With RISKOptimizer, you can choose to maximize, minimize, or approach a target value for any given output in your model. RISKOptimizer tries many different combinations of controllable inputs that you specify in an effort to reach its goal. Each combination is called a “solution,” and the total group of solutions tried is called the “population.” “Mutation” refers to the process of randomly trying new solutions unrelated to previous trials. You can also set constraints that RISKOptimizer must abide by during the optimization.
For uncertain, uncontrollable factors in your model, you define @RISK probability distribution functions. For each trial combination of inputs, RISKOptimizer also runs a Monte Carlo simulation, sampling from those @RISK functions and recording the output for that particular trial. RISKOptimizer can run thousands of trials to get you the best possible answer. By accounting for uncertainty, RISKOptimizer is far more accurate than standard optimization programs.
In this example, as above, the part under investigation is a metallic burst cup manufactured by welding a disk onto a ring. The product functions as a seal and a safety device, so it must hold pressure in normal use, and it must separate if the internal pressure exceeds the safety limit.
The model relates the weld strength to process and design factors, models the variation for each factor, and forecasts the product performance. RISKOptimizer was used to search for the optimal combination of process settings and nominal design values to minimize scrap cost, called Annual Defect Cost in the model. This is the same as maximizing yield.
The process and design variables RISKOptimizer will adjust are:
- Disk thickness
- Horn wall thickness
- Horn length
- Weld pressure
- Weld time
- Trigger point
All in an effort to minimize the output Annual Defect Cost. Clicking on RISKOptimizer’s Model Definition icon lets you define which cells to adjust, what your output is, and what constraints to use. In addition to the inputs and outputs described above, we will also define a constraint where the Trigger Point must always be less than or equal to Weld Time.
When you click Start Optimization, the RISKOptimizer Progress window appears, showing you a summary status of the analysis.
After simulation and optimization, RISKOptimizer efficiently found a solution that reduced the Annual Defect Cost to under $8,000.
Using RISKOptimizer can save time and resources in a quality improvement and cost reduction effort. The next steps for this problem would be to validate the model and optimized solution through experimentation.
This simple DC circuit consists of two voltage sources - one independent and one dependent - and two resistors. The independent source specified by the design engineer has an operational power range of 5,550 W + 300 W. If the power draw on the independent voltage source is outside of the specification, the circuit will be defective. The design performance results clearly indicate that the design is not capable of performance with a percentage of the circuits failing on both the high and low end of the limits. The PNC values identify the Percent of Nonconforming units expected on the upper and lower ends of the specification.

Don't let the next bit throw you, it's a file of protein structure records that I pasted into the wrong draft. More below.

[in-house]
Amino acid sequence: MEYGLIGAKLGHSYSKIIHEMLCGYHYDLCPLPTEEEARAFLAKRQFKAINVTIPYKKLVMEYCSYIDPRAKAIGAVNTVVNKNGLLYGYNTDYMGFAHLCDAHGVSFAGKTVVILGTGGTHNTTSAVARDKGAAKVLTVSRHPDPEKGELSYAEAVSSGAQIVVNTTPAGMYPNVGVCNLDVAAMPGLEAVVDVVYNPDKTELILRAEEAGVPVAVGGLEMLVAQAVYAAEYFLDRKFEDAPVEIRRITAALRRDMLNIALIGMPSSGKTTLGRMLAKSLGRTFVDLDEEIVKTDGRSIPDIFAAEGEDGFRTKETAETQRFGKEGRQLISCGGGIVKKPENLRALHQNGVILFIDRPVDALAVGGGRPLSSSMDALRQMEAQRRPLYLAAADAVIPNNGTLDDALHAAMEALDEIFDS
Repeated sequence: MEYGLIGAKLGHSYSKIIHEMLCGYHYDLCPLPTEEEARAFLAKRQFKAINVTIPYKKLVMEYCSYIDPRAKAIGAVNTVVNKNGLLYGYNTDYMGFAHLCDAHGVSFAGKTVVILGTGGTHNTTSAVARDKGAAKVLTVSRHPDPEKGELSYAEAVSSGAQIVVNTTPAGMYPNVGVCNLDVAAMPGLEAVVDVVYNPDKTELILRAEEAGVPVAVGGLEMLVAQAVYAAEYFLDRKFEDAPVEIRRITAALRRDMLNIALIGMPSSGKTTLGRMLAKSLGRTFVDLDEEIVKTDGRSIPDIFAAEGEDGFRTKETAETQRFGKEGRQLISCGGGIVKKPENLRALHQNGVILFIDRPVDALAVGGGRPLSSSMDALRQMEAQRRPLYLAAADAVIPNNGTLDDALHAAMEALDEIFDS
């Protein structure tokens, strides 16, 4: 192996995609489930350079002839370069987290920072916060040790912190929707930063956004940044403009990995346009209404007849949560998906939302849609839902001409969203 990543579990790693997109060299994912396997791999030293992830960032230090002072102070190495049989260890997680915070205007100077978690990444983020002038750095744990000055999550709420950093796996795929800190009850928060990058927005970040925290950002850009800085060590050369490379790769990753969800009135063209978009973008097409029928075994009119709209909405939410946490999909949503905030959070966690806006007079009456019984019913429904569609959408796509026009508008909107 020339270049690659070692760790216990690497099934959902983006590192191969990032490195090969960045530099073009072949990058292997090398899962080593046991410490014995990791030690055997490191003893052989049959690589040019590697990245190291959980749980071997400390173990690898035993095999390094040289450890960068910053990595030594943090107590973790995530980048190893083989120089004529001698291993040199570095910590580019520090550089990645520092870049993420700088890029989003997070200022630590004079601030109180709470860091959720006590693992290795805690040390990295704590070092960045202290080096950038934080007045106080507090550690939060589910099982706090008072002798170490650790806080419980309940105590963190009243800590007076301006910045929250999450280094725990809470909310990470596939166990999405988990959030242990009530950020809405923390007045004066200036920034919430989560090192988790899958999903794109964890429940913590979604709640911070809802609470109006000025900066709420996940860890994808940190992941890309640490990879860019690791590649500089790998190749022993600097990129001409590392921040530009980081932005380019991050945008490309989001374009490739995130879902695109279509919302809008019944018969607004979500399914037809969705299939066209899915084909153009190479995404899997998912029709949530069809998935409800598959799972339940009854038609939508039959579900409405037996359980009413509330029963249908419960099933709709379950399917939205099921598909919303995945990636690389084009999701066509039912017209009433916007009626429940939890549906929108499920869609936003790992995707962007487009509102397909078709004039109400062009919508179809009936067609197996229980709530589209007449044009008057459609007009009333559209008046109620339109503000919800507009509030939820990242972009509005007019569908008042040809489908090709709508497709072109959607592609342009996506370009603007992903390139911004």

The basic model logic follows:
The model calculates the standard deviation for each component based on known information and the following assumptions within this model: 1) The mean of the component values are centered within the tolerance limits. 2) The component values are normally distributed. Note that @RISK can be used to fit a probability distribution to a data set or to model other types of probability distributions, if needed.
A RiskSixSigma property function in the Output cell PowerDEP defines Upper Limit, Lower Limit, and Target that are used for Six Sigma results calculations. @RISK Six Sigma functions are used to calculate Cpk Lower, Cpk Upper, Cpk, Cp, DPM, PNC Upper and PNC Lower.
The @RISK Sensitivity Analysis identifies the input variables driving variation in the output. The sensitivity shows that the two voltage sources are the main contributors to the variation in power consumption. Armed this information, the engineering team can focus their improvement efforts on the voltage sources instead of the resistors.
The model can be used to test different components and tolerances, performances and yields can be compared, and the optimal solution can be selected to maximize yield and reduce cost.
This model represents the process flow of a company's internal sales quotation process. The process is taken from an actual company and has over 36 individual steps involving 10 individuals or departments. For example, when management saw from the simulation results that it took over 24 hours to complete 35 minutes of value-added work, they saw the need for process improvement.
Minimum Edition: @RISK Professional. This model is of a manufacturer that needs to reduce the number of defective units produced. It uses @RISK to pinpoint the manufacturing stage that is the worst offender. It also obtains key process capability metrics for each stage, as well as for the entire process, that will help to improve quality and reduce waste. Given historical data, it also uses @RISK's distribution fitting feature to define distribution functions describing the number of defective parts at each stage of the process.
This model is used to calculate the percentage of defective products. Each product component is nondefective if some property of its finished state lies within defined tolerance limits. The project component cells are designated as @RISK outputs with RiskSixSigma property functions defining LSL, USL, and Target value. In this way, you can see graphs of the components' quality and calculate Six Sigma statistics on each component. .
This is an extention of the DMAIC (Define Measure, Analyze, Improve, Control) failure model for use in quality control and planning. It includes the use of RiskTheo functions (in this case RiskTheoXtoP) for determining the failure rate without actually running a simulation. The model also illustrates @RISK outputs with RiskSixSigma property functions defining LSL, USL, and Target values for each component.